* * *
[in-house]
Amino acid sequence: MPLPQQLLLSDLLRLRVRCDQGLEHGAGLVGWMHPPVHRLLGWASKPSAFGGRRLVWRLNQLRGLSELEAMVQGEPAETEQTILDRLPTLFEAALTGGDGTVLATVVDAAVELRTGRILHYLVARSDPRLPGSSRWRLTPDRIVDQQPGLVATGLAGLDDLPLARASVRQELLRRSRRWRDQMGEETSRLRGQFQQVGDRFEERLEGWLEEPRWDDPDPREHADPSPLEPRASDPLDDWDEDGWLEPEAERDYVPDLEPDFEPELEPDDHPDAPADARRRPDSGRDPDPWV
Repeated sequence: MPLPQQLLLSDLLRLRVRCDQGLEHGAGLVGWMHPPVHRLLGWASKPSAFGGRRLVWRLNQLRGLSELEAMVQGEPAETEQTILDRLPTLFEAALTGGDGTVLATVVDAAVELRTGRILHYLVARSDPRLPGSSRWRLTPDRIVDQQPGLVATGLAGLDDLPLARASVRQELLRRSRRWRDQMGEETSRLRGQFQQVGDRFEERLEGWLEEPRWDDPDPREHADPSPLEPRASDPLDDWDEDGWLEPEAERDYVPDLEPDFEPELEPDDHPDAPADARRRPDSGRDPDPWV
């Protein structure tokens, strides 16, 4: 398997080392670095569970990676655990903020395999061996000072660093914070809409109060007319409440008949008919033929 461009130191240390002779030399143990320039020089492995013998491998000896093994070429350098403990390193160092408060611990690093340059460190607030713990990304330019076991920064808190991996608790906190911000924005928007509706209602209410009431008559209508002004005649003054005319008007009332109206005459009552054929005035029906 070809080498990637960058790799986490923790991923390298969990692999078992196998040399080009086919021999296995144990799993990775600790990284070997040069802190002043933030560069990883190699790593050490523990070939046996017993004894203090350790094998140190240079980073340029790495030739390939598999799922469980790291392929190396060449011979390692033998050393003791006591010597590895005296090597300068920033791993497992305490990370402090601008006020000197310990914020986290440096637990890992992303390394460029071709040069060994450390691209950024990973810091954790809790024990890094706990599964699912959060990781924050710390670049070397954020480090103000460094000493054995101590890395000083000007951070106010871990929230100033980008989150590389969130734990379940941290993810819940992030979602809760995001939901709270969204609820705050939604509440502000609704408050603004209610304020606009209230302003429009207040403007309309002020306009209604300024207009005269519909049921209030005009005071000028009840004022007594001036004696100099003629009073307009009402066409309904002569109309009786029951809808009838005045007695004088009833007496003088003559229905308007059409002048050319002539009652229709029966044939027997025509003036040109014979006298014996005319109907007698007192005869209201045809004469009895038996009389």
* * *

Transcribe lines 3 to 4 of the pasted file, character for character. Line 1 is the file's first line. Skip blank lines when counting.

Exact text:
Repeated sequence: MPLPQQLLLSDLLRLRVRCDQGLEHGAGLVGWMHPPVHRLLGWASKPSAFGGRRLVWRLNQLRGLSELEAMVQGEPAETEQTILDRLPTLFEAALTGGDGTVLATVVDAAVELRTGRILHYLVARSDPRLPGSSRWRLTPDRIVDQQPGLVATGLAGLDDLPLARASVRQELLRRSRRWRDQMGEETSRLRGQFQQVGDRFEERLEGWLEEPRWDDPDPREHADPSPLEPRASDPLDDWDEDGWLEPEAERDYVPDLEPDFEPELEPDDHPDAPADARRRPDSGRDPDPWV
């Protein structure tokens, strides 16, 4: 398997080392670095569970990676655990903020395999061996000072660093914070809409109060007319409440008949008919033929 461009130191240390002779030399143990320039020089492995013998491998000896093994070429350098403990390193160092408060611990690093340059460190607030713990990304330019076991920064808190991996608790906190911000924005928007509706209602209410009431008559209508002004005649003054005319008007009332109206005459009552054929005035029906 070809080498990637960058790799986490923790991923390298969990692999078992196998040399080009086919021999296995144990799993990775600790990284070997040069802190002043933030560069990883190699790593050490523990070939046996017993004894203090350790094998140190240079980073340029790495030739390939598999799922469980790291392929190396060449011979390692033998050393003791006591010597590895005296090597300068920033791993497992305490990370402090601008006020000197310990914020986290440096637990890992992303390394460029071709040069060994450390691209950024990973810091954790809790024990890094706990599964699912959060990781924050710390670049070397954020480090103000460094000493054995101590890395000083000007951070106010871990929230100033980008989150590389969130734990379940941290993810819940992030979602809760995001939901709270969204609820705050939604509440502000609704408050603004209610304020606009209230302003429009207040403007309309002020306009209604300024207009005269519909049921209030005009005071000028009840004022007594001036004696100099003629009073307009009402066409309904002569109309009786029951809808009838005045007695004088009833007496003088003559229905308007059409002048050319002539009652229709029966044939027997025509003036040109014979006298014996005319109907007698007192005869209201045809004469009895038996009389």